Malcolm Bilson is a doctor of sorts. In the music world, he’s revived many instruments from the dead. One piano, in particular, will sing again for the first time in nearly 200 years.
“This is going to be its maiden voyage,” Bilson said. “This will be the first time that this piano has been heard in concert since the 1830s — or whenever it was last played.”
Bilson will give a piano recital at 4 p.m. today in Elizabeth S. Lenna Hall that will benefit the Chautauqua Women’s Club Scholarship Fund. He will play Franz Schubert’s Sonata in E-flat major, D. 568; Waldszenen, Op. 82, by Robert Schumann; and Frédéric Chopin’s Nocturne in D-flat major, Op. 27 No. 2, and Waltz in A-flat major, Op. 34 No. 2. In addition, Bilson will deliver a lecture prior to the recital at 2:30 p.m. in Lenna Hall.
“I’m going to be playing Schubert and Schumann and Chopin — early- to mid-19th-century Romantic music,” Bilson said. “These composers wrote for pianos like this and not for Steinways.”
John Milbauer, interim co-director of the Piano Program, said Bilson’s experience with antique instruments inspired a discussion of what the intention was of composers in the 18th and 19th centuries.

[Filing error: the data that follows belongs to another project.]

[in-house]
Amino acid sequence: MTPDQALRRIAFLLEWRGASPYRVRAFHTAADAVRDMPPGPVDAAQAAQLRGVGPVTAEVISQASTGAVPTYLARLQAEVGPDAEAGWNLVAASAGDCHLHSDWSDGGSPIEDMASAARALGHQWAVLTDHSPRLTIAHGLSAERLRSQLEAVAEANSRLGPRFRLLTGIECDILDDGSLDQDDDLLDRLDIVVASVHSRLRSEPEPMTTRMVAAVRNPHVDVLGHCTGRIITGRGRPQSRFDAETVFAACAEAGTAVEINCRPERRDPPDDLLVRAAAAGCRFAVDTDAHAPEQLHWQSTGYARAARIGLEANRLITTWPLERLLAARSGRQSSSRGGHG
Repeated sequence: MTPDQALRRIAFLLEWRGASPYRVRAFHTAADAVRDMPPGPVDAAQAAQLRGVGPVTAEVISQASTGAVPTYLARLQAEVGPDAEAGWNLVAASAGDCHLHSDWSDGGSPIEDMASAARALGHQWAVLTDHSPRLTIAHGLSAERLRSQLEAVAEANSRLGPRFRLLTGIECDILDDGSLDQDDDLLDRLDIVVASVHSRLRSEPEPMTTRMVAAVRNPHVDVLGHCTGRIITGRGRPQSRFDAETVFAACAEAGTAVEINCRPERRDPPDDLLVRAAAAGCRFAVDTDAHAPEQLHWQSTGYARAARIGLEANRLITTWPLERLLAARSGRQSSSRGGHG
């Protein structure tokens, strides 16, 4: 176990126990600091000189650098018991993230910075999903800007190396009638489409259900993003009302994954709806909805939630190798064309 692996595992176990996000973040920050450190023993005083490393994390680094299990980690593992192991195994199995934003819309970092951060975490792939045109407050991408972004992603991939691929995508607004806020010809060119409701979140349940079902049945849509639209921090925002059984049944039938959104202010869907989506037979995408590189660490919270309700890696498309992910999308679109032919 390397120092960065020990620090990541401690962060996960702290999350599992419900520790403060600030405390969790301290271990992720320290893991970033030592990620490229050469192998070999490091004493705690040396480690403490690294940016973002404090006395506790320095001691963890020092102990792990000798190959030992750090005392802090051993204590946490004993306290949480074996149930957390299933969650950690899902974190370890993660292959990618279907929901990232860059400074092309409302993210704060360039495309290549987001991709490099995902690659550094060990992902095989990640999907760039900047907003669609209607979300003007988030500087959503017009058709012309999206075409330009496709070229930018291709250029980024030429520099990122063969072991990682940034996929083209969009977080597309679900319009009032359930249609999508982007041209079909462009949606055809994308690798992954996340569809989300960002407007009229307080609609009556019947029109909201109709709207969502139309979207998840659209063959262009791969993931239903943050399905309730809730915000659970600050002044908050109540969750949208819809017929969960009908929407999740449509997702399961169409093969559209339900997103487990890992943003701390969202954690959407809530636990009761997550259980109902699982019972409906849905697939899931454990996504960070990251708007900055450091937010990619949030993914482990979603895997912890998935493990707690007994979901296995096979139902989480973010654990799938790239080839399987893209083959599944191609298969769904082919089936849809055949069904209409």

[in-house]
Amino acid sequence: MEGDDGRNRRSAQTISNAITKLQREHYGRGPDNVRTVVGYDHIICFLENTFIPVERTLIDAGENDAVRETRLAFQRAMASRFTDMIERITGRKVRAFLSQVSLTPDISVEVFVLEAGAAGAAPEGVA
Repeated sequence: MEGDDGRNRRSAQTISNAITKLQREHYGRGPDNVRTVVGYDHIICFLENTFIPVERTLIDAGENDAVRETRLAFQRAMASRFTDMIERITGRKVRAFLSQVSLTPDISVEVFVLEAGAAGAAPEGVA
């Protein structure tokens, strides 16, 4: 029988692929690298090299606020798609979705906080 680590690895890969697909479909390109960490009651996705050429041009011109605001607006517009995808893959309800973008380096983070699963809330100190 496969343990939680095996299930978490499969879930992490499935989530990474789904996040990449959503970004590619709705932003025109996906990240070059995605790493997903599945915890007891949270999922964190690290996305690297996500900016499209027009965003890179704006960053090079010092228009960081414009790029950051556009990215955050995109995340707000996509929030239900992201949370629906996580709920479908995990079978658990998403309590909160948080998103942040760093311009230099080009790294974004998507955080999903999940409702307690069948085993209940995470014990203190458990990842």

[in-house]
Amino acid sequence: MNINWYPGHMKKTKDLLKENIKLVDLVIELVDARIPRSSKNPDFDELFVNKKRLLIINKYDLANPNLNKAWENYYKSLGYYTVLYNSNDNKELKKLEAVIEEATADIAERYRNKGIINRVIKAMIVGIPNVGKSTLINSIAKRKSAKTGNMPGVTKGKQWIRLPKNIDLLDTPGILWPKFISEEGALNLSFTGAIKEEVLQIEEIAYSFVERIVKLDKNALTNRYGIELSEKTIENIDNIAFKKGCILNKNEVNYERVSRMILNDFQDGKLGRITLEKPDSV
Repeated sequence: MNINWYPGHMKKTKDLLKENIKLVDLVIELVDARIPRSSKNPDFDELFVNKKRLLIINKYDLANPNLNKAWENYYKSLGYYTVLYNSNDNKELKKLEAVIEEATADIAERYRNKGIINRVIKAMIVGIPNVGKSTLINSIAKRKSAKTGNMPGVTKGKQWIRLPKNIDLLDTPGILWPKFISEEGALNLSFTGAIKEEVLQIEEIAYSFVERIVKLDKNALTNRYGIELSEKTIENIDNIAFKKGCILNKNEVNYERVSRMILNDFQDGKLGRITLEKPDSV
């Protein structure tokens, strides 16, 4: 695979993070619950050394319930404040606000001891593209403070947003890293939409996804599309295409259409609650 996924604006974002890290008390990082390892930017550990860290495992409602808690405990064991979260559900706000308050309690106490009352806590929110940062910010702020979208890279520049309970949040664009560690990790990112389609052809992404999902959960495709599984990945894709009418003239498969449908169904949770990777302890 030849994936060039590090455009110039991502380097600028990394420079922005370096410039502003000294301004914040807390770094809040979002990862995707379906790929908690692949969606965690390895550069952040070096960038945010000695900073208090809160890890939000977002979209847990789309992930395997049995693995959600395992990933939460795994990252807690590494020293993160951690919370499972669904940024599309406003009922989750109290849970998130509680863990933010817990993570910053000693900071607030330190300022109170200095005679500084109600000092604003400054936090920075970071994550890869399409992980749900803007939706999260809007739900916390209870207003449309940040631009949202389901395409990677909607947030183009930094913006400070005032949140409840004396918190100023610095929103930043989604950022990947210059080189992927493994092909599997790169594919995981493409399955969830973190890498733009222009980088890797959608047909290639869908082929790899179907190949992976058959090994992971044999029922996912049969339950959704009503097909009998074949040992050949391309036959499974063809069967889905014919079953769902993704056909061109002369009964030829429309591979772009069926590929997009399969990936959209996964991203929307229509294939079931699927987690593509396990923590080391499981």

“In his pre-concert lecture, he speaks about music in a way that is incredibly lucid and enlightening and probing,” Milbauer said. “When you’re playing music that’s 300 years old, there’s an oral assumption of how it should sound, and that sound gets distorted over the years.”
Last year, Bilson brought with him a modern construction of 18th-century piano, and he arrived with it in the back of his car. This year, he’ll be bringing a restored 19th-century Viennese piano built by Wilhelm Leschen in 1825.
“It’s an antique, and the opportunity to hear a piano from 1825 in good shape is a rare one,” Milbauer said.
Bilson said a student of his had found the antique piano for sale 15 years ago in Italy. It was undervalued, and Bilson was able to snag it, bring it back to America and have it restored.
“We looked it up in one of the encyclopedias of that day, and it said, ‘Wilhelm Leschen is the greatest piano builder in Vienna.’ And of course everybody was a little astonished at that,” Bilson said.
Although Bilson is known throughout the world for his work with antique pianos, the pianist is just as gifted on a modern instrument, Milbauer said. Challenging the work and the music is, regardless, a vital part of being a musician, he said.
“If you go through a life in music not questioning what you’re doing, you will not experience music as fully as you should,” Milbauer said. “In some cases, that means a confrontation — it’s really about the understanding.”